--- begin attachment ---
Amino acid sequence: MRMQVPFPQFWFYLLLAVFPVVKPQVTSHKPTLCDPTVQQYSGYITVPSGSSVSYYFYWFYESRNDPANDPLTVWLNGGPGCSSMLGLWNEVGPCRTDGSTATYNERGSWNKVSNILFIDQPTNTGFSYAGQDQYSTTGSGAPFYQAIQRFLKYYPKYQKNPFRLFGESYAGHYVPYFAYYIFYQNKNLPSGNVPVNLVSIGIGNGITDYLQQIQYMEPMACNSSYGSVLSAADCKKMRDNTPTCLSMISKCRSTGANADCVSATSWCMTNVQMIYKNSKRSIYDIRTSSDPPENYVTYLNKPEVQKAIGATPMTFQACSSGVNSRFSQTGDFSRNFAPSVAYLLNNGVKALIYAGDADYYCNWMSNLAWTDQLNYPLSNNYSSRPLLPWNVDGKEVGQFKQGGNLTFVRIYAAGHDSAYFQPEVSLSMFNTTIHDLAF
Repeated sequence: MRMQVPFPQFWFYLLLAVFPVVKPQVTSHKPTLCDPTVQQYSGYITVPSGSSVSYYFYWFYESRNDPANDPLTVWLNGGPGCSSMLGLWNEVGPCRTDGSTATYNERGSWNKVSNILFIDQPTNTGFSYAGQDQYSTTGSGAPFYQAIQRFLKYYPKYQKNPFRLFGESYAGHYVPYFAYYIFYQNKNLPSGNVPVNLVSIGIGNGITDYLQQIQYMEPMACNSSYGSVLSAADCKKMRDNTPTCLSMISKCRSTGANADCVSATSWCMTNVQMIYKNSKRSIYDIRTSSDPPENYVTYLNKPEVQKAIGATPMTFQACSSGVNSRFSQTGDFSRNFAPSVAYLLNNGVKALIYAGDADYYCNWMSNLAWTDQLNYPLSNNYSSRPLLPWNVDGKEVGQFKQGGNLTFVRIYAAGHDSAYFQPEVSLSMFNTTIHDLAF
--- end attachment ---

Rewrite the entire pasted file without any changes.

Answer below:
Amino acid sequence: MRMQVPFPQFWFYLLLAVFPVVKPQVTSHKPTLCDPTVQQYSGYITVPSGSSVSYYFYWFYESRNDPANDPLTVWLNGGPGCSSMLGLWNEVGPCRTDGSTATYNERGSWNKVSNILFIDQPTNTGFSYAGQDQYSTTGSGAPFYQAIQRFLKYYPKYQKNPFRLFGESYAGHYVPYFAYYIFYQNKNLPSGNVPVNLVSIGIGNGITDYLQQIQYMEPMACNSSYGSVLSAADCKKMRDNTPTCLSMISKCRSTGANADCVSATSWCMTNVQMIYKNSKRSIYDIRTSSDPPENYVTYLNKPEVQKAIGATPMTFQACSSGVNSRFSQTGDFSRNFAPSVAYLLNNGVKALIYAGDADYYCNWMSNLAWTDQLNYPLSNNYSSRPLLPWNVDGKEVGQFKQGGNLTFVRIYAAGHDSAYFQPEVSLSMFNTTIHDLAF
Repeated sequence: MRMQVPFPQFWFYLLLAVFPVVKPQVTSHKPTLCDPTVQQYSGYITVPSGSSVSYYFYWFYESRNDPANDPLTVWLNGGPGCSSMLGLWNEVGPCRTDGSTATYNERGSWNKVSNILFIDQPTNTGFSYAGQDQYSTTGSGAPFYQAIQRFLKYYPKYQKNPFRLFGESYAGHYVPYFAYYIFYQNKNLPSGNVPVNLVSIGIGNGITDYLQQIQYMEPMACNSSYGSVLSAADCKKMRDNTPTCLSMISKCRSTGANADCVSATSWCMTNVQMIYKNSKRSIYDIRTSSDPPENYVTYLNKPEVQKAIGATPMTFQACSSGVNSRFSQTGDFSRNFAPSVAYLLNNGVKALIYAGDADYYCNWMSNLAWTDQLNYPLSNNYSSRPLLPWNVDGKEVGQFKQGGNLTFVRIYAAGHDSAYFQPEVSLSMFNTTIHDLAF